Seun Erinle is a tour-de-force of innovation in Chattanooga’s technology and music scenes. She’s a business owner specializing in website design and coding, but what sets her apart from others is her passion for teaching these topics to children. One of her companies, A.I.R. Labs, is a Chattanooga–based after school code program teaching web development to 12-18 year olds. She also began to learn music at a young age with piano and classical guitar lessons before she started to write her own music. Her longtime love of music blossomed with new friends and new projects when she started experimenting with electronic music production. A.I.R. Labs launched a workshop called Rhythm Lab, where they teach middle school and high school kids how to make beats. Seun also recently co-founded Hip Hop CHA, a hip hop collective focused on bolstering the vibrant hip hop community in Chattanooga.
Of your many projects, which are you most passionate about?
Seun: Right now, it’s music production and teaching it. I’ve always loved teaching kids, even when I was a kid. There’s something special about teaching someone a new skill and seeing the moment when everything clicks. I also enjoy finding new ways to explain things and coming up with analogies. Everybody learns in different ways.
Have you found it difficult to adapt to different teaching styles?
Seun: It’s become more natural over the years. The more I teach people, the more variety in teaching styles I encounter, and the better I get at it. Teaching different types of learning styles also helps me hone my craft because it gives me the opportunity to know all aspects of my project so I can best help them understand it and lead them to the best resources.
What is Hip Hop CHA and how long has it been around?
Seun: Hip Hop CHA is a way to support the local hip hop community. This includes everything from fans of old school rap, fashion, DJs, emcees, culture, and more. It covers the whole gamut of hip hop culture, its history, and its effects on the community. Hip Hop CHA started very recently, in October 2016.
Why did Chattanooga need this?
Seun: My fellow founders and I thought that there were spotlights and platforms for other genres of music in Chattanooga, but not really for local hip hop artists and fans like us. We thought we would create those opportunities to perform and grow ourselves.
What other local organizations have you worked with to grow your group?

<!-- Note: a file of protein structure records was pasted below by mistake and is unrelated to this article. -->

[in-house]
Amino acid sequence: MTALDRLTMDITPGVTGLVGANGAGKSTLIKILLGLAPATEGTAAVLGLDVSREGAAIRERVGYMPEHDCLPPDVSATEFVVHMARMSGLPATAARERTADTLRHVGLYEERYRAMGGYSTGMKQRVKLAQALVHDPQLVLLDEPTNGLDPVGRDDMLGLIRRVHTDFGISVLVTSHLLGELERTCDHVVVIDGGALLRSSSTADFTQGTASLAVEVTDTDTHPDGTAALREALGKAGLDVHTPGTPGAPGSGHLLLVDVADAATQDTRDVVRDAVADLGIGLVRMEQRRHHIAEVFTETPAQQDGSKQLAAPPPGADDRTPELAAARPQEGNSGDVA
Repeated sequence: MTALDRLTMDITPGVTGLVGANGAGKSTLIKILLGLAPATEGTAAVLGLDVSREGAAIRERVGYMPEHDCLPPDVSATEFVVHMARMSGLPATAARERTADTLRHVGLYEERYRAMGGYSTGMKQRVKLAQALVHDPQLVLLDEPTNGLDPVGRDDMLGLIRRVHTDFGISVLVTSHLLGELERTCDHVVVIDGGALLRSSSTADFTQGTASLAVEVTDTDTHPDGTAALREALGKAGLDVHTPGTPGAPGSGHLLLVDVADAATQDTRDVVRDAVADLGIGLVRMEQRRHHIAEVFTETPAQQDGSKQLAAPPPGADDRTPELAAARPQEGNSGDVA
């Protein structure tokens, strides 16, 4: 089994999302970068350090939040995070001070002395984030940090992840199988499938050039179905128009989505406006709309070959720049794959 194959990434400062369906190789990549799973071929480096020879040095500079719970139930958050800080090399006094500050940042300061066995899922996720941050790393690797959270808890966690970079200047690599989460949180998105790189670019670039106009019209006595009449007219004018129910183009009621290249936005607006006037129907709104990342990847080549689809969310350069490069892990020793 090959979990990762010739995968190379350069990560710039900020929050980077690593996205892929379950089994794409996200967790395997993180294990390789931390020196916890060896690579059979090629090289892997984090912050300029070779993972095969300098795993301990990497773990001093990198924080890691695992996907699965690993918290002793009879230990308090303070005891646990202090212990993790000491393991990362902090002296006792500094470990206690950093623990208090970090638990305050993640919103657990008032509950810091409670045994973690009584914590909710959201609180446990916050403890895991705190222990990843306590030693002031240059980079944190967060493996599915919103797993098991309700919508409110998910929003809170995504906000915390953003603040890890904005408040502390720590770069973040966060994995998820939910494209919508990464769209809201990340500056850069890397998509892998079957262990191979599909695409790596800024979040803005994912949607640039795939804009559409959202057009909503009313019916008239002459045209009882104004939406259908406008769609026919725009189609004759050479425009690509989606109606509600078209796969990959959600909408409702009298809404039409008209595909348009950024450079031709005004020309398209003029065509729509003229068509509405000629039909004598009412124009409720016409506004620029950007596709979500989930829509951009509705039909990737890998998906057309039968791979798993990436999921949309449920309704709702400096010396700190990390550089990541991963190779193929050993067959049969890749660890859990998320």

Seun: Our biggest partners recently have been the Hush Lounge and Revelry Room. The owners of Track 29 have been a huge help in getting us started there. So far we’ve had two shows at the Revelry Room; one was during Mainx24 and one was the weekend after the New Year. We had less than half of Revelry Room’s space during Mainx24 because we were situated in the Hush Lounge, yet the owners loved the crowd that we brought and invited us back. The next time they gave us the whole space and we attracted a lot of people in Chattanooga to brave one of the coldest nights of the year for the love of hip hop. People came out to support and we wanted to continue to feed the need.
What is your role in Hip Hop CHA?
Seun: There are five of us; Sammy Lowdermilk, Fernando Martinez, DJ MCPRO, DJ D-Whit, and I. We’ve become more of a collective in that we each brainstorm ideas and build off of each other, rather than each having one designated role. We figure out what we want to bring to Chattanooga, what works well in other cities, what we want that’s different and new in our city, etc. We’re actually growing to the point that people are contacting us through Twitter, Facebook, and Instagram to ask us how they can get involved. One of our programs is called New Music Monday, where we had just eight people come to our first event, but we held another one on January 23rd and had almost 60 attendees. It’s crazy how much it’s grown in such a short amount of time. That type of turnout proves that this is something our community desires.
What are some upcoming projects for 2017?
Seun: On February 9th, we are having a Beat Makers, or Beats for Beginners, class that is a workshop for 18+ year olds where we will be using Native Instrument’s Maschine Mikro to teach them how to make beats and introduce people to the basics of production. We want to do a lot of educational classes and panels. We also want to have a beat making battle in the near future. We will continue to do New Music Mondays and Hip Hop Lounges, so keep an eye out for those. We also want to screen more documentary films focused on hip hop history, culture, art, dance, and graffiti.
Of course, we’d also like to figure out how to make money. Not for the purposes of paying ourselves, but to be able to host more events to support the community and even go into communities that aren’t as involved in the city. We’d like to do more events in those places and invite those community members to be a part of what we’re doing. If we’re able to provide a platform for people in need of one, we’d love to be able to do that.